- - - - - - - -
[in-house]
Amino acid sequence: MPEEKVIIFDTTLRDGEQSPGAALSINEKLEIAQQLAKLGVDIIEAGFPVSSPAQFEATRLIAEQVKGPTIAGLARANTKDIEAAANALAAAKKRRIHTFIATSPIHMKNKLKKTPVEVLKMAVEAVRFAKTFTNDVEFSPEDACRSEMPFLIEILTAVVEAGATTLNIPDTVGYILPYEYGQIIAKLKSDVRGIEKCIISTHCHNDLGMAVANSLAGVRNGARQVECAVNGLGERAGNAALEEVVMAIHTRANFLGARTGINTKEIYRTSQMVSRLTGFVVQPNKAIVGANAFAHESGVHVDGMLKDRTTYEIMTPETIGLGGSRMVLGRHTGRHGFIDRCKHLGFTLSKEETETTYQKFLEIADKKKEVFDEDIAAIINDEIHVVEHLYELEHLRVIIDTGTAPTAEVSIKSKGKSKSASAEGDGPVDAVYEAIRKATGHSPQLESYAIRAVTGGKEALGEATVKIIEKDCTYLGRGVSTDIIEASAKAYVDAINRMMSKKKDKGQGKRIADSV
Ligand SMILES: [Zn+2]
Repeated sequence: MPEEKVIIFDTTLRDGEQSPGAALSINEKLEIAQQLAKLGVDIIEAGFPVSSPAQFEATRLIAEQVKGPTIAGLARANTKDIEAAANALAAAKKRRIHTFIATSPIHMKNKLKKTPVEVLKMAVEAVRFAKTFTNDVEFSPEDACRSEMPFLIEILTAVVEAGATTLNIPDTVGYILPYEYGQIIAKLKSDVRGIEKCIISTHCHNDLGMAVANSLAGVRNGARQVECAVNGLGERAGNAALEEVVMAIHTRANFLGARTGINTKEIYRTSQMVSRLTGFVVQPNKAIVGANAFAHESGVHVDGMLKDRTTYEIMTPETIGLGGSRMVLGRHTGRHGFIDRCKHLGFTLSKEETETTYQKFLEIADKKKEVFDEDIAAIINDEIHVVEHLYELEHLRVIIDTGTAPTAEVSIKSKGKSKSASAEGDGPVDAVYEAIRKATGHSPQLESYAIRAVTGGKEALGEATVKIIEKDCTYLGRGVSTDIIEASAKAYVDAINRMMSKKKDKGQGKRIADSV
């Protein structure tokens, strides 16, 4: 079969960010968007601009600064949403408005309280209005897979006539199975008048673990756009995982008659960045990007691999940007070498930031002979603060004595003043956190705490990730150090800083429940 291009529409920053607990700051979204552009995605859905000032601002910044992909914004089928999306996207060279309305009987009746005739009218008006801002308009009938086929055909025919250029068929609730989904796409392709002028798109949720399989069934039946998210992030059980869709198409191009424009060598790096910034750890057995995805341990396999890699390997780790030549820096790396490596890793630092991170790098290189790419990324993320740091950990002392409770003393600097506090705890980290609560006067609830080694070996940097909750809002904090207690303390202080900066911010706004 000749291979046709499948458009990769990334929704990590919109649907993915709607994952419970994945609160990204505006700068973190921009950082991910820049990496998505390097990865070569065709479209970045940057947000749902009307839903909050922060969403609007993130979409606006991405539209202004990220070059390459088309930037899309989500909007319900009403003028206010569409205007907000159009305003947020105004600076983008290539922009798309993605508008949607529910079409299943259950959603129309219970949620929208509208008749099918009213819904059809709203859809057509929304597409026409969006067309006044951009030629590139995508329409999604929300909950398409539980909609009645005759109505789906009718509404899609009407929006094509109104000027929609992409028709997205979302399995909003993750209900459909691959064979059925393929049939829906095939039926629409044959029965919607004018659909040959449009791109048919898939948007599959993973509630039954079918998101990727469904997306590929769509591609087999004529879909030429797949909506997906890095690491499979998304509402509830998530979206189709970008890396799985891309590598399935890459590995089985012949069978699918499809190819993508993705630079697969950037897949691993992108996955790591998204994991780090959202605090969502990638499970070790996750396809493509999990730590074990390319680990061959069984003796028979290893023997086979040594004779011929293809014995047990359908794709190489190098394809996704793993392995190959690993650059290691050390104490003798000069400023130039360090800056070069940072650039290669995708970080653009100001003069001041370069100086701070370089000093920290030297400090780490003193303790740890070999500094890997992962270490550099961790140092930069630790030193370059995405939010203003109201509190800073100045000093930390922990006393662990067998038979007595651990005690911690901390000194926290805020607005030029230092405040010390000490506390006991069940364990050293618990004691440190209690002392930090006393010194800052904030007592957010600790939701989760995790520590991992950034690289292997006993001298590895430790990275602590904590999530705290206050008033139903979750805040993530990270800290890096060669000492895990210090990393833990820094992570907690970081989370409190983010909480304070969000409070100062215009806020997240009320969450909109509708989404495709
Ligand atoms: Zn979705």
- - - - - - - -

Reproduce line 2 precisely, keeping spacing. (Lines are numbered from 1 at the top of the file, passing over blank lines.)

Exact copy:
Amino acid sequence: MPEEKVIIFDTTLRDGEQSPGAALSINEKLEIAQQLAKLGVDIIEAGFPVSSPAQFEATRLIAEQVKGPTIAGLARANTKDIEAAANALAAAKKRRIHTFIATSPIHMKNKLKKTPVEVLKMAVEAVRFAKTFTNDVEFSPEDACRSEMPFLIEILTAVVEAGATTLNIPDTVGYILPYEYGQIIAKLKSDVRGIEKCIISTHCHNDLGMAVANSLAGVRNGARQVECAVNGLGERAGNAALEEVVMAIHTRANFLGARTGINTKEIYRTSQMVSRLTGFVVQPNKAIVGANAFAHESGVHVDGMLKDRTTYEIMTPETIGLGGSRMVLGRHTGRHGFIDRCKHLGFTLSKEETETTYQKFLEIADKKKEVFDEDIAAIINDEIHVVEHLYELEHLRVIIDTGTAPTAEVSIKSKGKSKSASAEGDGPVDAVYEAIRKATGHSPQLESYAIRAVTGGKEALGEATVKIIEKDCTYLGRGVSTDIIEASAKAYVDAINRMMSKKKDKGQGKRIADSV